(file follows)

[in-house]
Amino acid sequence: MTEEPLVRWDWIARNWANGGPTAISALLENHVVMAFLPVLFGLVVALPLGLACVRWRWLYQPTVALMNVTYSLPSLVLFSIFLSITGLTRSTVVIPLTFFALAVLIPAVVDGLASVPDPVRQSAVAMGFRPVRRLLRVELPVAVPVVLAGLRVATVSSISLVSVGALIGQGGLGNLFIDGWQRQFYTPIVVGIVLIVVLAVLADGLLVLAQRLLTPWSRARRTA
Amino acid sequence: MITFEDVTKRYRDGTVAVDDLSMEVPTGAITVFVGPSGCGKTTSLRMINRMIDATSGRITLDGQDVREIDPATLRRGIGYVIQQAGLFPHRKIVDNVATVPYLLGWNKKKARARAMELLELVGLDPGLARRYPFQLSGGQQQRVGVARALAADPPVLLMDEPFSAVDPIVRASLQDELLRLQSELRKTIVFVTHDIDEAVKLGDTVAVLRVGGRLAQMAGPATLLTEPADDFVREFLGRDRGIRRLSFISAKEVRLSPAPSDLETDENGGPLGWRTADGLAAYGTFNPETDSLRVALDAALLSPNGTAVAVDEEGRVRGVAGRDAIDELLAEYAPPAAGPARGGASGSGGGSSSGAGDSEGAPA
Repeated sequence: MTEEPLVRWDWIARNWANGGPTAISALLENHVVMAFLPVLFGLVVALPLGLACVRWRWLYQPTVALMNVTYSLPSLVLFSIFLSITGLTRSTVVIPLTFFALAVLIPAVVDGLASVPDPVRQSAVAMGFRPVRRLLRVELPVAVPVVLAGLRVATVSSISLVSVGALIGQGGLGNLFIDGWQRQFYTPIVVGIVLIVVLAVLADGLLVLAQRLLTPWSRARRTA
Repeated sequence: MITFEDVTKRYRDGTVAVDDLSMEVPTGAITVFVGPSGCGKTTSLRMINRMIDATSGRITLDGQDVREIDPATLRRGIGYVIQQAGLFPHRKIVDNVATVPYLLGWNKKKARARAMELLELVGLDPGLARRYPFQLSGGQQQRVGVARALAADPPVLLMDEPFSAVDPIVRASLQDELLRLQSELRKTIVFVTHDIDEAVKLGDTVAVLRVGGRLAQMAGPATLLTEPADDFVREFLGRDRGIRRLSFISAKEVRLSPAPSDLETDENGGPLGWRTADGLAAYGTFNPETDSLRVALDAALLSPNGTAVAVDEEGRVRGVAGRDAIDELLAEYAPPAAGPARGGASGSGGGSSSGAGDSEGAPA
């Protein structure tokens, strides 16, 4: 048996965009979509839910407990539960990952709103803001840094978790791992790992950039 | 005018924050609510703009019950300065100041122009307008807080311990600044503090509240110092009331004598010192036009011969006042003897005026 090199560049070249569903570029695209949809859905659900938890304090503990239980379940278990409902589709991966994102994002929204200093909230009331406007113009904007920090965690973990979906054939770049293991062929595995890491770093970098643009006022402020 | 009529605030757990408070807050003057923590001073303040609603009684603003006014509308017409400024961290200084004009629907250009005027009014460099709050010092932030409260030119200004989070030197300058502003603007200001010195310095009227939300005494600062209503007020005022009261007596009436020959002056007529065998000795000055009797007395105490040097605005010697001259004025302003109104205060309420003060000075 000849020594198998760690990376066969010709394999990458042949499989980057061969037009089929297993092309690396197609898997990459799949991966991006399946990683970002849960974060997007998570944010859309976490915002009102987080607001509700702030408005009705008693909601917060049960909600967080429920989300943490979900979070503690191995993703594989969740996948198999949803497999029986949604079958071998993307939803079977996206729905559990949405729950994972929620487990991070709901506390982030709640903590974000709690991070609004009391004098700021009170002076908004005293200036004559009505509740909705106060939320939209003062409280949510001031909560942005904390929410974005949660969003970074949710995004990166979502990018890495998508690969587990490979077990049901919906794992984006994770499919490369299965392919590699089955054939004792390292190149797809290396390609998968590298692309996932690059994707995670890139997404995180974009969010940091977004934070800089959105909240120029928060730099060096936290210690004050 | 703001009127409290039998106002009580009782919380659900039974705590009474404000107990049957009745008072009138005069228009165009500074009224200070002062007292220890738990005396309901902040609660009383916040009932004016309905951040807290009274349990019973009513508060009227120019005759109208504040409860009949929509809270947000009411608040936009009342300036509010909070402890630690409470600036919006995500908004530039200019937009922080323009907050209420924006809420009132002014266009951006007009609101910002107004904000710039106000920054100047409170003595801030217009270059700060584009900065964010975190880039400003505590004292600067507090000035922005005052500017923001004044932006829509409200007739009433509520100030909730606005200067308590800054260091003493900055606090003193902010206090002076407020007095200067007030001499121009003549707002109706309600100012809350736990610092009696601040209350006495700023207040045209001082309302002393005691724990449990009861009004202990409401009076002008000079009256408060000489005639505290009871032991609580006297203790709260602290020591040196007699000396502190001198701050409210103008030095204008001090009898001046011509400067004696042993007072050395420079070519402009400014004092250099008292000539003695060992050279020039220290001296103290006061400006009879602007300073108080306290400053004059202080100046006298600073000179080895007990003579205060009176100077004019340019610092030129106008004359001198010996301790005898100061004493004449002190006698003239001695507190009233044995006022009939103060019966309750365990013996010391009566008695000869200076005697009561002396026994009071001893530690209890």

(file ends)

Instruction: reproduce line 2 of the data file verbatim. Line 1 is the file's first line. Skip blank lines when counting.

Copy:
Amino acid sequence: MTEEPLVRWDWIARNWANGGPTAISALLENHVVMAFLPVLFGLVVALPLGLACVRWRWLYQPTVALMNVTYSLPSLVLFSIFLSITGLTRSTVVIPLTFFALAVLIPAVVDGLASVPDPVRQSAVAMGFRPVRRLLRVELPVAVPVVLAGLRVATVSSISLVSVGALIGQGGLGNLFIDGWQRQFYTPIVVGIVLIVVLAVLADGLLVLAQRLLTPWSRARRTA